The House of Delegates has selected Del. Roger Hanshaw as the chamber’s new presiding officer. Hanshaw took the podium over the Democrats’ choice, House Minority Leader Tim Miley.
House Republicans caucused for four and a half hours Tuesday night to decide who would be the party’s nominee to succeed former Speaker Tim Armstead, who resigned from the House last week before being appointed to an interim seat on the state Supreme Court.
Hanshaw beat out Eric Nelson, Jim Butler and Marty Gearheart, during the course of voting on three secret ballots. The final round gave Hanshaw the edge over Nelson, on a 32-30 vote.
Hanshaw, who works full time as an attorney for the firm Bowles, Rice, was first elected to the House in 2014 and represents the chamber’s 33rd District covering parts of Clay, Calhoun and Gilmer counties. He is also a certified parliamentarian.
House Judiciary Chairman John Shott, R-Mercer, formally nominated Hanshaw as speaker during a Wednesday morning floor session.
“He has all degrees that come along with the mark of intelligence. He's got a B.S. and J.D. -- or law degree -- from West Virginia, a Ph.D. in chemistry from Notre Dame,” Shott noted of Hanshaw. “But in my experience, all those letters after your name don’t mean too much unless you couple that with an abundant supply of common sense.”
Delegate Amy Summers, R-Taylor, seconded Hanshaw’s nomination. She noted an increase in his high-profile responsibilities in the Legislature.
“He has a full-time job, he has a wife and two children, he's run the flood recovery, he's on the impeachment hearings, he's on the PEIA task force. He's doing it all,” Summers said. “A friend of mine recently said to me, and she quoted Lucille Ball: ‘If you want something done, ask a busy person because they'll get it done.’”
Delegate Mike Pushkin, D-Kanawha, nominated House Minority Leader Tim Miley as the Democrats’ choice for speaker. Del. Sean Hornbuckle, of Cabell County, seconded Miley’s nomination.
As expected, the majority party stuck with their nominee, and Hanshaw won on a 62-34 party-line vote.
Speaker Pro Tem John Overington announced Hanshaw as the House’s new presiding officer.
Sticking with tradition, the only break in those party-line votes were Miley and Hanshaw, who voted for the other in a show of respect for the opposing party. Following the election, Miley delivered a few words on Hanshaw to the entire House.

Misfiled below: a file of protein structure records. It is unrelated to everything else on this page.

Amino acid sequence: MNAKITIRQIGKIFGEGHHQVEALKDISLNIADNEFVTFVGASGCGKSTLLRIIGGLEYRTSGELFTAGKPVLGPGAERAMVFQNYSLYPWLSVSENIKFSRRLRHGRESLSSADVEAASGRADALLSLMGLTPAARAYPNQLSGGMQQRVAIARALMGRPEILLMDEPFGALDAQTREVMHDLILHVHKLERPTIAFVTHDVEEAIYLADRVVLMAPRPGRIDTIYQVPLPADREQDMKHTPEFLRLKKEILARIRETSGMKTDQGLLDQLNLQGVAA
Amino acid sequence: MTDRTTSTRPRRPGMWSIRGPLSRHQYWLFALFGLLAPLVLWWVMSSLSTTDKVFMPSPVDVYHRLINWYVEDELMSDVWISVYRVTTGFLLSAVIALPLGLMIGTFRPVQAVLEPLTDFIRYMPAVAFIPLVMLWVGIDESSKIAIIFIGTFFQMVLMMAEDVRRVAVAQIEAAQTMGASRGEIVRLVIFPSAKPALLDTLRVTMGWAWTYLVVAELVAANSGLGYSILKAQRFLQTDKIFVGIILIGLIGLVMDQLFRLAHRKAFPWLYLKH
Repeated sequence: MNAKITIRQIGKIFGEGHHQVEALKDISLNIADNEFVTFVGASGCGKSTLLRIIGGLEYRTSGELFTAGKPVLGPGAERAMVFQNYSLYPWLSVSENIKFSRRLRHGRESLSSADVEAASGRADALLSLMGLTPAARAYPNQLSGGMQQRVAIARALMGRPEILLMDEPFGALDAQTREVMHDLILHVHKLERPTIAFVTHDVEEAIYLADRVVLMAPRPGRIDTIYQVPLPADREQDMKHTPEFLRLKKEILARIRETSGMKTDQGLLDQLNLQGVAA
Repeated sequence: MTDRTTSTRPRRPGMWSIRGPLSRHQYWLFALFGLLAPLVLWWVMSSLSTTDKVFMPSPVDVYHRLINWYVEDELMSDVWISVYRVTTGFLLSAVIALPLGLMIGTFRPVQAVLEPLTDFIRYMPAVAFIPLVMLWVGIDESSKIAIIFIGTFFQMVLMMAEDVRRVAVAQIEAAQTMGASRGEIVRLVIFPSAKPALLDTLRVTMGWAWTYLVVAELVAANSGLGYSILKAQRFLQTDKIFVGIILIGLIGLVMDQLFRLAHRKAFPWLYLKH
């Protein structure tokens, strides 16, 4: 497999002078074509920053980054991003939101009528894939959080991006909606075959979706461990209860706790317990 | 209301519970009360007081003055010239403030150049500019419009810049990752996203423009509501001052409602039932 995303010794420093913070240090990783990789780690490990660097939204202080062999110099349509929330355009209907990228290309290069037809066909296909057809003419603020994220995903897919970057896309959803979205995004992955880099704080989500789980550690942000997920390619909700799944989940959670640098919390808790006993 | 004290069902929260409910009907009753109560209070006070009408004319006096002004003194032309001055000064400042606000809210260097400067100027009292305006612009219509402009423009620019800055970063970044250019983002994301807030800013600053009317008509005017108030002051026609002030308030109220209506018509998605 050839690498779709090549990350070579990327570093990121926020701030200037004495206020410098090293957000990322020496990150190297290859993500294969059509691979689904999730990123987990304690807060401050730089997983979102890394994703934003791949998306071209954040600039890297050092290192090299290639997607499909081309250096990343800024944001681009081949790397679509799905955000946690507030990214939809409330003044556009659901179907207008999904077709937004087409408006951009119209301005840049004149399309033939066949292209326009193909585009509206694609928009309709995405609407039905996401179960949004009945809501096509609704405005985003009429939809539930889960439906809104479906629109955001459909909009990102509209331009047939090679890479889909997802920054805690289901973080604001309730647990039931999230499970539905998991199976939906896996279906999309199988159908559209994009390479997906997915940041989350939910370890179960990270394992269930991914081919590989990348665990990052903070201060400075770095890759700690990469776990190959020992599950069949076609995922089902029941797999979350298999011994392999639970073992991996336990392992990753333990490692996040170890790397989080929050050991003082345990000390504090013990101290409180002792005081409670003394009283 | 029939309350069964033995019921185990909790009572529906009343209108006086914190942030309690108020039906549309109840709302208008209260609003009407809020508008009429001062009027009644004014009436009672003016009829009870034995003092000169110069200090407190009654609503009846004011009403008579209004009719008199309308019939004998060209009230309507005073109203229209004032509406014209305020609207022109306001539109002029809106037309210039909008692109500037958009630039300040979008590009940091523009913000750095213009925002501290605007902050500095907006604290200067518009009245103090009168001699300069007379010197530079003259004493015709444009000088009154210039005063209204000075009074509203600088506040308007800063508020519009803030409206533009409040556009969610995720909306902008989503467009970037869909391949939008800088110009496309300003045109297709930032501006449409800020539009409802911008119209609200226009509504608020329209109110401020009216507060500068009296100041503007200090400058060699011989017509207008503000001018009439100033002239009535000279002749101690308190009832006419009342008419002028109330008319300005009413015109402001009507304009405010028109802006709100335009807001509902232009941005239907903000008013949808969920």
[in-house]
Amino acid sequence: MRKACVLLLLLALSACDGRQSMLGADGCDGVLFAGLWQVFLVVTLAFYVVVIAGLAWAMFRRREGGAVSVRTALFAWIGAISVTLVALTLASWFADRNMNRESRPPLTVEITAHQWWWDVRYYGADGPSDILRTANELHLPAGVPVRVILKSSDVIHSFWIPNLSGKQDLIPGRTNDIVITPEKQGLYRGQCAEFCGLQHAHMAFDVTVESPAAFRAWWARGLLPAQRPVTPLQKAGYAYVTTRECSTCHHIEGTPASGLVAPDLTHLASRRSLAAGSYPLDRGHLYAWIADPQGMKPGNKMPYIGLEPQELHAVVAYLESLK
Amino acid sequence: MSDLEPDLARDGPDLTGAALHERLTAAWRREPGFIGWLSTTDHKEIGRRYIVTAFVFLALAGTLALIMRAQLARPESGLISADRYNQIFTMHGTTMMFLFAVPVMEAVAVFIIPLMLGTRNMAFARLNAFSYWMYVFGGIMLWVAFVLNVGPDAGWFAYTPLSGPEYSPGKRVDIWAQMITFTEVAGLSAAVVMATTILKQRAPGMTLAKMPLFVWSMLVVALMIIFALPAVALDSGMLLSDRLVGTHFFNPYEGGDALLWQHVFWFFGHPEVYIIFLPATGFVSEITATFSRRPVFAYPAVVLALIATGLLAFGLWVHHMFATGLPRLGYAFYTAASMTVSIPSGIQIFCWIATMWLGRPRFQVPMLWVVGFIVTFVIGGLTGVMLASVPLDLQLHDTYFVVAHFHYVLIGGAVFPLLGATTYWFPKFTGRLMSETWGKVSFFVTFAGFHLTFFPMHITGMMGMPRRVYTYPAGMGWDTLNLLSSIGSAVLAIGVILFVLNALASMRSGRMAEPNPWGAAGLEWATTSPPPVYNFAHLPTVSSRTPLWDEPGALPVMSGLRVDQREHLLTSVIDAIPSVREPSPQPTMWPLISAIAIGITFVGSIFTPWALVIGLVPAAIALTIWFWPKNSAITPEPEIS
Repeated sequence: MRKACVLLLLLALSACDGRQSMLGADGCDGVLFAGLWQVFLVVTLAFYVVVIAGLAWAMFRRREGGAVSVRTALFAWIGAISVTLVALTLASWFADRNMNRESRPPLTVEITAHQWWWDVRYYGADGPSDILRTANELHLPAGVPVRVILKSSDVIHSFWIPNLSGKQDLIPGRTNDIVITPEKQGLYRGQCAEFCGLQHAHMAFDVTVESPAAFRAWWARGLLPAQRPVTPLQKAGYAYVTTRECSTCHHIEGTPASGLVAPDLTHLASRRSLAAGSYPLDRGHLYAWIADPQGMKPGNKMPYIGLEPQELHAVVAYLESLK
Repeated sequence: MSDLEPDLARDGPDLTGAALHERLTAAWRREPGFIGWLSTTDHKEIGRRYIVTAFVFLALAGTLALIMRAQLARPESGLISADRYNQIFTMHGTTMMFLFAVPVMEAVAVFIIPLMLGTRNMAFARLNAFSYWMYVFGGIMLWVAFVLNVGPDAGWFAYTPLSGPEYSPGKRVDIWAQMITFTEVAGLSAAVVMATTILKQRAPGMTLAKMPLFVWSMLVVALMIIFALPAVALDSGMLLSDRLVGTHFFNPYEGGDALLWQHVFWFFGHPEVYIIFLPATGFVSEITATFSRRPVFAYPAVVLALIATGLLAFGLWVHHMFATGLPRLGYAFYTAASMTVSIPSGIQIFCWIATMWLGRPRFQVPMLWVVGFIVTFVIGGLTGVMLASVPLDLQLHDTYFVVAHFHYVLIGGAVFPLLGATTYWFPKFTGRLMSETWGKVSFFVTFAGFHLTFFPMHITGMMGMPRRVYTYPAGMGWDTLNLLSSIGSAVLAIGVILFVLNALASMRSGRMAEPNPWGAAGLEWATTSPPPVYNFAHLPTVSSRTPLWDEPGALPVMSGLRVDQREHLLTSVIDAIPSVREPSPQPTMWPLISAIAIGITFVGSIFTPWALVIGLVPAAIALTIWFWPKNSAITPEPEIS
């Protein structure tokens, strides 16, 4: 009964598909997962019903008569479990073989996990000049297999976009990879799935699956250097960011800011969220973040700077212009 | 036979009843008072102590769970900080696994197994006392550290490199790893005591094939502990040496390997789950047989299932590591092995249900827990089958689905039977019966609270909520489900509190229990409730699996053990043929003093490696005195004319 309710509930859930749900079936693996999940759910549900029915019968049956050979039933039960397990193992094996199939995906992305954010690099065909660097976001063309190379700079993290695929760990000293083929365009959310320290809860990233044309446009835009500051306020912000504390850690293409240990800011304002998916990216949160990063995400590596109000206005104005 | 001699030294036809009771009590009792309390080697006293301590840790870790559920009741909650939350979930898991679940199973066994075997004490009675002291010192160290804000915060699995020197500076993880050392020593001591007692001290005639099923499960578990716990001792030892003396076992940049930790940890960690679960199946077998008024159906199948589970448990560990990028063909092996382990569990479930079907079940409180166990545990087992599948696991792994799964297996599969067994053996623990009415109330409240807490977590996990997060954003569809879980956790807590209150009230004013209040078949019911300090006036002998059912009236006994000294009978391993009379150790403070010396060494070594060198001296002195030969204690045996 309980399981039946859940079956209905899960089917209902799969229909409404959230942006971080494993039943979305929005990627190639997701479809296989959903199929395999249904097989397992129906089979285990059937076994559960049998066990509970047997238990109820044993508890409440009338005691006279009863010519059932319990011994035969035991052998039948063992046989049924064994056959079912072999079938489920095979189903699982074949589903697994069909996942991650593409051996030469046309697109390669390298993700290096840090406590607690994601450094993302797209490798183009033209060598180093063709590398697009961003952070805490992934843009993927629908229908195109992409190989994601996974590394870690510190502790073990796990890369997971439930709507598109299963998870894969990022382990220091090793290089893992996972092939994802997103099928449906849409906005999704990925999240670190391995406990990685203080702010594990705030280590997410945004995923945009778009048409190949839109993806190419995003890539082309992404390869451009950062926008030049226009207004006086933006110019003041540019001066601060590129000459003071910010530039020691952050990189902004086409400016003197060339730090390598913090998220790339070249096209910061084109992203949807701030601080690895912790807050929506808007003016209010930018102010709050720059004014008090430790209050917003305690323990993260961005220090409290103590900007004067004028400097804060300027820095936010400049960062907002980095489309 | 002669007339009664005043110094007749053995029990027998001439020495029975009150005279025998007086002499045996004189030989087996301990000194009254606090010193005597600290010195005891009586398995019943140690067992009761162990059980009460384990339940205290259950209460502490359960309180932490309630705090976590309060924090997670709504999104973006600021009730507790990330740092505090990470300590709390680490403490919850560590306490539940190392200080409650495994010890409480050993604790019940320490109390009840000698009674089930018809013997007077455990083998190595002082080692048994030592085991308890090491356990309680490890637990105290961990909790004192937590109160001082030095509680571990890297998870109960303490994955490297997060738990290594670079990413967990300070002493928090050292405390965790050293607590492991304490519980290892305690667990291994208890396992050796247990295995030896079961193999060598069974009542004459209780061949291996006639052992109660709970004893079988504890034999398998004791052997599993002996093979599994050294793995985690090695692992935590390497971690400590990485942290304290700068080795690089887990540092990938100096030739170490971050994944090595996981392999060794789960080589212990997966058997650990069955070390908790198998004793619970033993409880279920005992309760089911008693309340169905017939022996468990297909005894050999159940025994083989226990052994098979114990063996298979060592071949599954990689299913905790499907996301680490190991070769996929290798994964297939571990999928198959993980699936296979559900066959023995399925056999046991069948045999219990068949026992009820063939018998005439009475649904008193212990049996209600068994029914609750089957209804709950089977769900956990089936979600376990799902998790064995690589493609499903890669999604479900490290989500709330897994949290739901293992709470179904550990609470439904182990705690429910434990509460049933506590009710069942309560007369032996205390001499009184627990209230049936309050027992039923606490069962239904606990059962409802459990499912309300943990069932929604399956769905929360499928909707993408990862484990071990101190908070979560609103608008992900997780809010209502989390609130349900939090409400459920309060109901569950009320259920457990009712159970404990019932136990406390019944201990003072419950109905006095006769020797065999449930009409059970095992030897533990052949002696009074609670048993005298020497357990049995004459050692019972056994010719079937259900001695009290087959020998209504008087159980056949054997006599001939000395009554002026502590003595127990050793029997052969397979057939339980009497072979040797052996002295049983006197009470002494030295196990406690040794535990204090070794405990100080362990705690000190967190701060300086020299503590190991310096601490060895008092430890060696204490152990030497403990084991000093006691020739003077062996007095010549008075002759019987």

“In the four years that I've known Roger, he exemplifies all of those that he was described with. So, Roger, I wish you the best of success and what time remains for you as speaker. I'm hoping it's short lived. Obviously, I'd be lying if I wasn't. But the fact remains that you are the speaker and will be from here the end of the year,” Miley said.
Kanawha County Circuit Judge and former House of Delegates staff counsel Dan Greear swore in Hanshaw as speaker.
In his first speech, Hanshaw discussed his motivations for public service and expressed his hope of providing opportunity for future generations of West Virginians.
“Our service in this House gives us an opportunity to make a contribution to our state to our chosen home in a way that other citizens of our communities will never have,” Hanshaw said. “I've remarked often to people with whom I've had the privilege to serve -- many of you for the last four years -- that on many, many days I've left this Capitol, mad and frustrated, as I imagine many of you have. But I cannot think of a day -- I cannot think of a single day -- when I have entered the Capitol that way.”
Hanshaw also alluded to the upcoming November midterms, when all 100 House seats -- including his own -- are up for re-election.
“We'll do this process again in just four months. So over the coming weeks will no doubt as members of this body be engaged in debates about matters of public policy in a very public way, often a very heated way," Hanshaw said. "But I hope during that process and during these weeks that come we remember that we are one of the 100 people who have the privilege to walk through that door. We are one of only 100 West Virginians who have the opportunity to sit here in this house and debate the future of families like mine.”
Hanshaw will serve as the 58th Speaker of the House. The Legislature’s regular session is set to begin the first week of January.